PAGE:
The *range()* function in Python is often used in **for** **statements** to define the number of loop iterations. This built-in function creates lists containing arithmetic progressions. The syntax of the *range()* function is:

range(start, stop [, step])

The** start** argument is the starting number. The **stop** argument is the last number (which is not included). The **step** argument is optional and defines the difference between each number in the sequence.

**step**argument is omitted, it defaults to

**1**. If the

**start**argument is omitted, it defaults to

**0**. Note that all arguments have to be

**integers**.

Here is an example. Let’s say that we want to loop through a for loop 10 times. We can use the **range(1, 11)** function inside a for statement to do that:

for i in range(1, 11): print ('This is the', i, 'iteration.')

When run, the code above gives the following output:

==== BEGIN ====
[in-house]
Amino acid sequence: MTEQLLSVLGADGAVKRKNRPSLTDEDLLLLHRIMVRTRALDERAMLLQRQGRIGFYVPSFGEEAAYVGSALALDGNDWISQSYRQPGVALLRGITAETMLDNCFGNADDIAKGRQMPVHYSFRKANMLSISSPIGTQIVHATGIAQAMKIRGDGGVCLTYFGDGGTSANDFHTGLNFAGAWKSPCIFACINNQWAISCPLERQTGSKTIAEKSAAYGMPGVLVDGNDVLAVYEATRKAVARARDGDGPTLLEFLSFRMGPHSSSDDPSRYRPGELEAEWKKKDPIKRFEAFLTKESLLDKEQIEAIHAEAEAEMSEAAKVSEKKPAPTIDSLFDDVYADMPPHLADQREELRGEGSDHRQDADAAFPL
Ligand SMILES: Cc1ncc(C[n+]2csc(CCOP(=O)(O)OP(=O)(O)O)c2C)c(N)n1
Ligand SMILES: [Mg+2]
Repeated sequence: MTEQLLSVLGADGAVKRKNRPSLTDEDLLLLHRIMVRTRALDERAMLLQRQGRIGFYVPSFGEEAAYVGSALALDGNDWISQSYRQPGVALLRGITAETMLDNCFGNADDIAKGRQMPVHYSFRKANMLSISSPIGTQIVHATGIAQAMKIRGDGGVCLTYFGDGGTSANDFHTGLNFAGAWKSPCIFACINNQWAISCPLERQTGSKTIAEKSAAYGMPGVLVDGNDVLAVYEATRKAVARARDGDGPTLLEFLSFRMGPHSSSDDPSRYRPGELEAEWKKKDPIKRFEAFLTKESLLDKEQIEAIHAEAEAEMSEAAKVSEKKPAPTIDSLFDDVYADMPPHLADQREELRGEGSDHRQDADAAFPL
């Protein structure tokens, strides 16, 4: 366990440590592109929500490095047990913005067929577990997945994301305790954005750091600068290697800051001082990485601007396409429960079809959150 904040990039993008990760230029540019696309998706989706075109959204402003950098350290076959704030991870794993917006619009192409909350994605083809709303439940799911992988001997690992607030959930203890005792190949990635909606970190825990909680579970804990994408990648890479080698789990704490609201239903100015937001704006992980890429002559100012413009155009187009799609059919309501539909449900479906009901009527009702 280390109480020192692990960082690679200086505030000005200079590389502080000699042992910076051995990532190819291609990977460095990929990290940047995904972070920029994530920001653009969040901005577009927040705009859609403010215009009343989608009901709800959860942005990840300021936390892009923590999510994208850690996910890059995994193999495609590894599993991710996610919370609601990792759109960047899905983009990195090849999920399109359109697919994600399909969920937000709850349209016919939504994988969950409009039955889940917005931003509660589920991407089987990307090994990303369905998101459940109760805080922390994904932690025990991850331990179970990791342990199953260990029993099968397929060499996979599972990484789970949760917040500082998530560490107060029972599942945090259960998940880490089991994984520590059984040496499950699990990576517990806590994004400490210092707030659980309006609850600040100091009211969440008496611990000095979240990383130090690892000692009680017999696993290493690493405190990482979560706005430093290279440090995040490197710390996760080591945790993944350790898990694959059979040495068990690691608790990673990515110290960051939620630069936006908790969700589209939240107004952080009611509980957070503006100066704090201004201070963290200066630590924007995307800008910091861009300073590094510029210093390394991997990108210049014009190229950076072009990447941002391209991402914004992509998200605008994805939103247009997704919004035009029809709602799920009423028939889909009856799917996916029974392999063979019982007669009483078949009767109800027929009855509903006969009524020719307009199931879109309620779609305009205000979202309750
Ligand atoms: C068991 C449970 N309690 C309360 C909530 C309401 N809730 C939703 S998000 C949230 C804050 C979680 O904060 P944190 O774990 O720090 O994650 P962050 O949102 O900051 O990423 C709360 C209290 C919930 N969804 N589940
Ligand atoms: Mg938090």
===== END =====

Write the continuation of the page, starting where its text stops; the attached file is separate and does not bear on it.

>>> This is the 1 iteration. This is the 2 iteration. This is the 3 iteration. This is the 4 iteration. This is the 5 iteration. This is the 6 iteration. This is the 7 iteration. This is the 8 iteration. This is the 9 iteration. This is the 10 iteration. >>>

Notice that we didn’t specify the **step** argument in the example above, so it defaulted to **1**. Also, notice that the last number is **10**, and not **11**. This is because the number defined as the **stop** argument isn’t included in the range.

Here is another example, this time with the **step** argument defined:

for i in range(1, 11, 2): print ('This will print only odd numbers:', i)

The output:

>>> This will print only odd numbers: 1 This will print only odd numbers: 3 This will print only odd numbers: 5 This will print only odd numbers: 7 This will print only odd numbers: 9 >>>